As each system deals with its own view of the specific acts a person has committed, its easy to miss the broad category that these people fall under. We miss the bigger implication of what goes within that category. We miss the fact that those who fall under these pathological disorders normally have far more destructive behaviors than cyberstalking, and that cyberstalkers often straddle the worlds of online and offline deviancy.

But when we ask “WHO does that?”, we immediately become partners. We begin to see the “who” within the act, the disorder that perpetrates these same acts, behaviors, or crimes. It’s the same sub-set of disorders that have different focuses but the same outcome: inevitable harm.

Flying Under the Radar

How convenient for pathologicals that each system is only focused on its identified behavior. Instead of seeing the big picture of pathological disorders in action, the systems are focused on the sub-directory of behaviors associated with their system and one small aspect of the pathologicals destructive nature. For most large systems, cyberstalking and defamation are small potatoes compared to the other behaviors and crimes they are used to seeing, crimes such as domestic violence, pedophilia and child abuse. Cyberstalking victims are often told that what is done to them is small in comparison to other crimes. The systems fail to see that cyberstalkers are just as disordered as child abusers and that if we are concerned about the future behaviors of child abusers, we should be concerned about the future behaviors of their like-disordered sibling, the cyberstalker, because in fact they have the same or similar disorders. But in the end, we’re seeing the same disorder, just with slightly different faces, over and over again.

Who Are They?

The commonalities that these disorders of  “inevitable harm” share is that they often fall within what is called “Personality Disorders.” These disorders consist of three clusters that share overlapping permanent and persistent symptoms related to impulse control, reduced empathy and conscience, emotional regulation disorders, a lack of fear of consequences, pleasure in harming others, and a reduced learning from negative experiences.

These disorders fall under “Cluster B Personality Disorders” which consist of:

Histrionic Personality Disordered * Borderline Personality Disorder * Narcissistic Personality Disorder * Anti-Social Personality Disorder (and associated disorders of Sociopathic and Psychopathic Personalities).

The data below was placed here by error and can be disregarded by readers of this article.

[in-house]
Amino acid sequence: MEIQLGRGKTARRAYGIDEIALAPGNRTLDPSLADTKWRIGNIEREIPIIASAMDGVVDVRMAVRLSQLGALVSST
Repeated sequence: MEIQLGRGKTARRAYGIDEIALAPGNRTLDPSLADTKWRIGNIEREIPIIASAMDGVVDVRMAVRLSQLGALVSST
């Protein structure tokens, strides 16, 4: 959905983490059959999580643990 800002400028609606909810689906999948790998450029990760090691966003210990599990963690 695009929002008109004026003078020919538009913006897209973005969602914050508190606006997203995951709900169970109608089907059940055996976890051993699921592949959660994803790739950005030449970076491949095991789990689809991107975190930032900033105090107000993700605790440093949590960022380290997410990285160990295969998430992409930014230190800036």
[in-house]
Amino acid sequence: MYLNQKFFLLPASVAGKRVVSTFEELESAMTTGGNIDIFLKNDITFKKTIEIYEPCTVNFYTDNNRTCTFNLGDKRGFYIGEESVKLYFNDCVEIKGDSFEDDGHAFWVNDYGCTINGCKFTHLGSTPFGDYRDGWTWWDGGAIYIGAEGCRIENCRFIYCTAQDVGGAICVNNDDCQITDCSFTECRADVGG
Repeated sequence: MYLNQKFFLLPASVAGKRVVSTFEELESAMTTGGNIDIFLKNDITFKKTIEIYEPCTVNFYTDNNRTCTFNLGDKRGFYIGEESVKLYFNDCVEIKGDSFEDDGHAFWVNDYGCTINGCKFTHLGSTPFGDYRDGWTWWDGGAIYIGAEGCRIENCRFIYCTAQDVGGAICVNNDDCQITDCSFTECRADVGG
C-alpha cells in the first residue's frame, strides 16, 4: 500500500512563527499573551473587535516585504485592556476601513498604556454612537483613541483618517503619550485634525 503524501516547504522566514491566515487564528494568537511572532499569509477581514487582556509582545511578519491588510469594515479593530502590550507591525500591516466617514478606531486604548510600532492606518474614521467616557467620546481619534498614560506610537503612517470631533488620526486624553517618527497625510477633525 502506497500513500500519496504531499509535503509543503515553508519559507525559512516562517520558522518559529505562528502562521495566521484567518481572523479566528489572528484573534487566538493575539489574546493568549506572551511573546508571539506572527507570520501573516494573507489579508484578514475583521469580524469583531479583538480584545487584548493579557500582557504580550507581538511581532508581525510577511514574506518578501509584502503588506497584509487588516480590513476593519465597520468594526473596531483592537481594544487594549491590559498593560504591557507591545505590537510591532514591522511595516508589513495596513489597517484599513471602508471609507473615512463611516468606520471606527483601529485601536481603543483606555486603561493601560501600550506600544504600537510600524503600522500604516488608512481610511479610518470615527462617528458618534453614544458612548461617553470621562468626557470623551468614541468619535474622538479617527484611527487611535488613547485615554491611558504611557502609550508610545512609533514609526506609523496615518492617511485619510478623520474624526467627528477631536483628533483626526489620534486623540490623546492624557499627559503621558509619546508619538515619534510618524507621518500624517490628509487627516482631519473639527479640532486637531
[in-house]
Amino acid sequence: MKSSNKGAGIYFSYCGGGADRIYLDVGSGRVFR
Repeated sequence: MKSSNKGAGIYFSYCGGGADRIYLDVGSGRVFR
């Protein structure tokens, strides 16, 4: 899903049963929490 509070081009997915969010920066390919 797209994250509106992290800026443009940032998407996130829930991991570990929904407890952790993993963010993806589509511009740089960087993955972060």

When I teach about Cluster B disorders, I see the moment of  “aha” that comes across the faces of law enforcement, mental health, and judicial professionals when they recognize their own clients. Learning the emotional, physical, psychological, behavioral, financial, sexual and spiritual behaviors of these disorders quickly helps them to affirm what kind of person does that. Looking across the room and seeing law enforcement, judges, therapists, and mediators all nodding in agreement rushes them into the center of reality that we are all dealing with the same disorder in our offices, court rooms, therapy offices and pews. That whether they are a defamer, cyberstalker, repeat domestic violence offender, a financial con artist, or a killer, we are still talking about the Cluster B of disorders.

When asking my audience of sexual offender therapists if any of the pedophiles AREN’T within Cluster B, no one disagrees. When asking batterer intervention programs if the chronic repeaters aren’t Cluster B, no one balks. When asking forensic computer professionals if trolls, cyberstalkers, defamers or bullies are Cluster B, they readily affirm it.  Sexual assault counselors agree that rapists are largely Cluster B. Judges don’t rush to disagree that high conflict cases (those people who file case after case, as many as 60 times to court) aren’t Cluster B. Mediators don’t disagree that those most likely to fail mediation are found within a Cluster B. Custody evaluators affirm that those most likely to tamper with evidence, perpetrate parental alienation and require supervised visitation are Cluster Bs. Stalking programs can easily see that stalking is primarily committed by Cluster Bs. Repeat criminals clogging up jail, probation, parole, and prison programs are often diagnosed within jail as a Cluster B disorder. Terrorists, school shooters, and bombers are easily identified as Cluster B.